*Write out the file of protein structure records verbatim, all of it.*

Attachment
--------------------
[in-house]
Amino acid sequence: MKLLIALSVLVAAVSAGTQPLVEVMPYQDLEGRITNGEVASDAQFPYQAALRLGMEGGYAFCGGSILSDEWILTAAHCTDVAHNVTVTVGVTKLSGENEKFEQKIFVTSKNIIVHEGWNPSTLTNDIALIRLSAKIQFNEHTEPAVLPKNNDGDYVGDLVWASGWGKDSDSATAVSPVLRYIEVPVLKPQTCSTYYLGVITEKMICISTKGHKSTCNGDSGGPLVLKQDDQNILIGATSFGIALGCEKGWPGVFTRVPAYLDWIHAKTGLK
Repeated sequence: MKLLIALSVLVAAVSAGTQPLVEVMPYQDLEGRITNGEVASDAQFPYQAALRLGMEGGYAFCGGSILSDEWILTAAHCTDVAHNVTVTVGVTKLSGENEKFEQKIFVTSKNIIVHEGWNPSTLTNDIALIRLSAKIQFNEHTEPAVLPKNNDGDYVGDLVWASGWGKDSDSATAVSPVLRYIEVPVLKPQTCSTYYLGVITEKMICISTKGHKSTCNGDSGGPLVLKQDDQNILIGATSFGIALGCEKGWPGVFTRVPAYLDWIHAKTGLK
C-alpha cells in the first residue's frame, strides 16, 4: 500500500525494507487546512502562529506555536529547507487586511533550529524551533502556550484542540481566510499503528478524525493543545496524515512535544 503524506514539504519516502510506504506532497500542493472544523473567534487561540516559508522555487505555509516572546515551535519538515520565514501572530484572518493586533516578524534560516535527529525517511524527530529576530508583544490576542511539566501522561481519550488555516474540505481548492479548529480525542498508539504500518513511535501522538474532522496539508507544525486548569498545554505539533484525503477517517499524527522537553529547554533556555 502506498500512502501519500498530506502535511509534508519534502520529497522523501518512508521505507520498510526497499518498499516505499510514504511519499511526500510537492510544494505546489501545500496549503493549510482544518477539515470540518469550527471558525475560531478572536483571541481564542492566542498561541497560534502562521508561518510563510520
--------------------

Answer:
[in-house]
Amino acid sequence: MKLLIALSVLVAAVSAGTQPLVEVMPYQDLEGRITNGEVASDAQFPYQAALRLGMEGGYAFCGGSILSDEWILTAAHCTDVAHNVTVTVGVTKLSGENEKFEQKIFVTSKNIIVHEGWNPSTLTNDIALIRLSAKIQFNEHTEPAVLPKNNDGDYVGDLVWASGWGKDSDSATAVSPVLRYIEVPVLKPQTCSTYYLGVITEKMICISTKGHKSTCNGDSGGPLVLKQDDQNILIGATSFGIALGCEKGWPGVFTRVPAYLDWIHAKTGLK
Repeated sequence: MKLLIALSVLVAAVSAGTQPLVEVMPYQDLEGRITNGEVASDAQFPYQAALRLGMEGGYAFCGGSILSDEWILTAAHCTDVAHNVTVTVGVTKLSGENEKFEQKIFVTSKNIIVHEGWNPSTLTNDIALIRLSAKIQFNEHTEPAVLPKNNDGDYVGDLVWASGWGKDSDSATAVSPVLRYIEVPVLKPQTCSTYYLGVITEKMICISTKGHKSTCNGDSGGPLVLKQDDQNILIGATSFGIALGCEKGWPGVFTRVPAYLDWIHAKTGLK
C-alpha cells in the first residue's frame, strides 16, 4: 500500500525494507487546512502562529506555536529547507487586511533550529524551533502556550484542540481566510499503528478524525493543545496524515512535544 503524506514539504519516502510506504506532497500542493472544523473567534487561540516559508522555487505555509516572546515551535519538515520565514501572530484572518493586533516578524534560516535527529525517511524527530529576530508583544490576542511539566501522561481519550488555516474540505481548492479548529480525542498508539504500518513511535501522538474532522496539508507544525486548569498545554505539533484525503477517517499524527522537553529547554533556555 502506498500512502501519500498530506502535511509534508519534502520529497522523501518512508521505507520498510526497499518498499516505499510514504511519499511526500510537492510544494505546489501545500496549503493549510482544518477539515470540518469550527471558525475560531478572536483571541481564542492566542498561541497560534502562521508561518510563510520